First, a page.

Skip Navigation

Textile Fragment with Figural and Floral Motifs and Inscriptions

Arts of the Islamic World

Coptic and Arabic influences meld in this early Islamic textile fragment to create a fascinating hybrid of Coptic-style human and animal figures in the main band of decoration, and a curious Arabic Kufic inscription that has been transformed into an illegible series of decorative geometric motifs along the upper register. Early Egyptian Islamic textiles such as this one were probably still woven by Coptic weavers, as suggested by the coarse, dark wool foundation and by the way the tapestry-woven Coptic-style decoration in wool and linen is paired with an illegible Kufic script band.
MEDIUM Wool, linen
DATES 7th-8th century
PERIOD Umayyad period
DIMENSIONS 8 7/8 x 26 7/8 in. (22.5 x 68.3 cm) Measurements from accession cards: 7 x 14 1/2 in. (17.8 x 36.8 cm) Frame: 1 5/8 x 15 9/16 x 31 5/8 in. (4.1 x 39.6 x 80.3 cm)  (show scale)
INSCRIPTIONS Inscribed in Arabic or pseudo-Arabic (Kufic script), letters partially illegible. In Deborah Thompson, "A Fatimid Textile of Coptic Tradition with Arabic Inscription," 146, note 5: "From a letter of Dr. [Richard] Ettinghausen to the writer of 23 Nov. 1964, '...it is basically a combination of the letters 'kaf-mim' and, to its side, their mirror image, 'mim-kaf.' The combination of kaf-mim does not seem to make any sense, nor is it possible to establish a meaning by assuming that certain letters have fallen out. However, the combination 'mim-kaf' could be derived from '(al-) mu(l)k (illah), more specifically, the Arabic word 'mulk,' with the center 'lam' omitted. The weaver must have copied this from a correctly written version, but he rendered it then in mirror writing and leaving out the center letter. A further development...the combination 'kaf-mim' which, though written in the ordinary fashion, is nevertheless a reflection of an incorrect version. In addition, there are additional letters which float around in the inscription or above it, without, however, affording any clue as to what they ordinarily might have been combined with or stood for."
MUSEUM LOCATION This item is not on view
ACCESSION NUMBER 57.120.3
CREDIT LINE Anonymous gift
RIGHTS STATEMENT Creative Commons-BY
You may download and use Brooklyn Museum images of this three-dimensional work in accordance with a Creative Commons license. Fair use, as understood under the United States Copyright Act, may also apply.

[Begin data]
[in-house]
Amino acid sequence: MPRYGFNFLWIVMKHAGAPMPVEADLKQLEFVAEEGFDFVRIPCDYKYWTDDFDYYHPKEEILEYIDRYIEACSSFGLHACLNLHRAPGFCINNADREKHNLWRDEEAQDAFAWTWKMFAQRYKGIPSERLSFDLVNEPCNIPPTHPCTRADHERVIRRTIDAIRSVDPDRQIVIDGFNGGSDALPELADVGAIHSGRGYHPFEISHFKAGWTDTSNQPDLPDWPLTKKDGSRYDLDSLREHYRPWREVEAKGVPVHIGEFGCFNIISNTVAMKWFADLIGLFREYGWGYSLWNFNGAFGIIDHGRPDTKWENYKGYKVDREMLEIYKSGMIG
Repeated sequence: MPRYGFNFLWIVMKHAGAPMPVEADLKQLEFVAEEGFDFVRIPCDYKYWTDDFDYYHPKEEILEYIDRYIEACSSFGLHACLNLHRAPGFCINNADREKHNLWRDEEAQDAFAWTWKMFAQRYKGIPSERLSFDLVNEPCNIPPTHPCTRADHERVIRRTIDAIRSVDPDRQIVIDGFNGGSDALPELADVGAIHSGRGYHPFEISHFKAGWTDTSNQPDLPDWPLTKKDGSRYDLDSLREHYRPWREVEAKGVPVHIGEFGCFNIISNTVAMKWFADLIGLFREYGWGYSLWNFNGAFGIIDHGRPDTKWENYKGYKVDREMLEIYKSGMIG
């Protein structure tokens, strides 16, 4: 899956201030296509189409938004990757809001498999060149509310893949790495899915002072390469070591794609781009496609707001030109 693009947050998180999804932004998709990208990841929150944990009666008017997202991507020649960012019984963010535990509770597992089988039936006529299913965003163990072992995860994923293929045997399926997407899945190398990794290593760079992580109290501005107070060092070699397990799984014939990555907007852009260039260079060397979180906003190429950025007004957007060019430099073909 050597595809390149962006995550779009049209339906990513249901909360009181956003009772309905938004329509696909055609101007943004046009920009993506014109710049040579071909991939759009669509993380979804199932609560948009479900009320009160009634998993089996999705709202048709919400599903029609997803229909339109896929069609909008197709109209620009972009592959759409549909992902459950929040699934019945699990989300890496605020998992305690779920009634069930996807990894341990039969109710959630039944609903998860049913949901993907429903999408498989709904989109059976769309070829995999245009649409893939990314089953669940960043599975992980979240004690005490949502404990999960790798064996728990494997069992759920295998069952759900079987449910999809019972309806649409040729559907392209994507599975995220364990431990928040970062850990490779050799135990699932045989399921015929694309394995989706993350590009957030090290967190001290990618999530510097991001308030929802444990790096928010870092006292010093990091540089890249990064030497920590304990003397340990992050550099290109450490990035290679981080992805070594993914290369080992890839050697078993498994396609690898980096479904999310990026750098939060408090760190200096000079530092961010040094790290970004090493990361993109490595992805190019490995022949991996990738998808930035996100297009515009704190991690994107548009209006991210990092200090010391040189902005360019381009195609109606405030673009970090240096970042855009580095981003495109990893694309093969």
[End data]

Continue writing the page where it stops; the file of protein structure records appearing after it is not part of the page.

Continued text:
Please include caption information from this page and credit the Brooklyn Museum. If you need a high resolution file, please contact reproductions@brooklynmuseum.org (charges apply).

For further information about copyright, we recommend resources at the United States Library of Congress, Cornell University, Copyright and Cultural Institutions: Guidelines for U.S. Libraries, Archives, and Museums, and Copyright Watch.

For more information about the Museum's rights project, including how rights types are assigned, please see our blog posts on copyright.

If you have any information regarding this work and rights to it, please contact copyright@brooklynmuseum.org.
CAPTION Textile Fragment with Figural and Floral Motifs and Inscriptions, 7th-8th century. Wool, linen, 8 7/8 x 26 7/8 in. (22.5 x 68.3 cm). Brooklyn Museum, Anonymous gift, 57.120.3. Creative Commons-BY
IMAGE overall, 57.120.3_PS1.jpg. Brooklyn Museum photograph, 2007
"CUR" at the beginning of an image file name means that the image was created by a curatorial staff member. These study images may be digital point-and-shoot photographs, when we don\'t yet have high-quality studio photography, or they may be scans of older negatives, slides, or photographic prints, providing historical documentation of the object.
RECORD COMPLETENESS Good (63%)
Not every record you will find here is complete. More information is available for some works than for others, and some entries have been updated more recently. Records are frequently reviewed and revised, and we welcome any additional information you might have.
Textile Fragment with Figural and Floral Motifs and Inscriptions